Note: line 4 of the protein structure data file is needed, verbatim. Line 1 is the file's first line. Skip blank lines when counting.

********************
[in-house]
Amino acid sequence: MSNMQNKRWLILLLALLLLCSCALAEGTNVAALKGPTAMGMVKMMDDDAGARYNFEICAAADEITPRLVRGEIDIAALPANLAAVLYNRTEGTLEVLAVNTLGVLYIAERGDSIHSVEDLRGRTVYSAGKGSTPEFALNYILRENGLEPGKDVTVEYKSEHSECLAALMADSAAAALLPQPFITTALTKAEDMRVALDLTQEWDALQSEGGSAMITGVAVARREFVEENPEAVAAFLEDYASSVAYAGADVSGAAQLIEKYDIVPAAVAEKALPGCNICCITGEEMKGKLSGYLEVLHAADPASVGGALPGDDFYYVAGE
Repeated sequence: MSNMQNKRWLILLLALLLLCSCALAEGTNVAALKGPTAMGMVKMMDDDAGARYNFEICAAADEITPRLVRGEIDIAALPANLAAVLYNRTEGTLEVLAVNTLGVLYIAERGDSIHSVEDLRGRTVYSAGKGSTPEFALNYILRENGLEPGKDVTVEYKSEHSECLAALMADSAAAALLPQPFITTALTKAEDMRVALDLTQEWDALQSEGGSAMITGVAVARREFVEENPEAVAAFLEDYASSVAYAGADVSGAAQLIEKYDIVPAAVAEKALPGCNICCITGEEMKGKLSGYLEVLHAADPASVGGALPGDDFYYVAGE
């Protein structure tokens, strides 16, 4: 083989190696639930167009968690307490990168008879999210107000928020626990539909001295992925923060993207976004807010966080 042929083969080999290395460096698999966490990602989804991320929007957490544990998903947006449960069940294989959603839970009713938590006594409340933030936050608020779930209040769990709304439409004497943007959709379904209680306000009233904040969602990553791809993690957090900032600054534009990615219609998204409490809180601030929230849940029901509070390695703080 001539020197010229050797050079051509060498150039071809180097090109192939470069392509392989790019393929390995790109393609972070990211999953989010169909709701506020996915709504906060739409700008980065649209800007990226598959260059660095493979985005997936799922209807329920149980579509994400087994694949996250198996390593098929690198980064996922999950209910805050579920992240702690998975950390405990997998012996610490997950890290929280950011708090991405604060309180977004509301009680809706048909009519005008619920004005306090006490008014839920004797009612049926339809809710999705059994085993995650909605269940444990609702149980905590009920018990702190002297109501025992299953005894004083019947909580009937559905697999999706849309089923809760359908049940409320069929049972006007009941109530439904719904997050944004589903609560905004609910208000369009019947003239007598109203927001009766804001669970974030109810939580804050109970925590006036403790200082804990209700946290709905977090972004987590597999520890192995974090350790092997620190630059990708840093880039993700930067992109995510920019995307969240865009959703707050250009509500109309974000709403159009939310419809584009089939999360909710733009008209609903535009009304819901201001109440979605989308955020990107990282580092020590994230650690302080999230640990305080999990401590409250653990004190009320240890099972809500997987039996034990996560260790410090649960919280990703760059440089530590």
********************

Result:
């Protein structure tokens, strides 16, 4: 083989190696639930167009968690307490990168008879999210107000928020626990539909001295992925923060993207976004807010966080 042929083969080999290395460096698999966490990602989804991320929007957490544990998903947006449960069940294989959603839970009713938590006594409340933030936050608020779930209040769990709304439409004497943007959709379904209680306000009233904040969602990553791809993690957090900032600054534009990615219609998204409490809180601030929230849940029901509070390695703080 001539020197010229050797050079051509060498150039071809180097090109192939470069392509392989790019393929390995790109393609972070990211999953989010169909709701506020996915709504906060739409700008980065649209800007990226598959260059660095493979985005997936799922209807329920149980579509994400087994694949996250198996390593098929690198980064996922999950209910805050579920992240702690998975950390405990997998012996610490997950890290929280950011708090991405604060309180977004509301009680809706048909009519005008619920004005306090006490008014839920004797009612049926339809809710999705059994085993995650909605269940444990609702149980905590009920018990702190002297109501025992299953005894004083019947909580009937559905697999999706849309089923809760359908049940409320069929049972006007009941109530439904719904997050944004589903609560905004609910208000369009019947003239007598109203927001009766804001669970974030109810939580804050109970925590006036403790200082804990209700946290709905977090972004987590597999520890192995974090350790092997620190630059990708840093880039993700930067992109995510920019995307969240865009959703707050250009509500109309974000709403159009939310419809584009089939999360909710733009008209609903535009009304819901201001109440979605989308955020990107990282580092020590994230650690302080999230640990305080999990401590409250653990004190009320240890099972809500997987039996034990996560260790410090649960919280990703760059440089530590």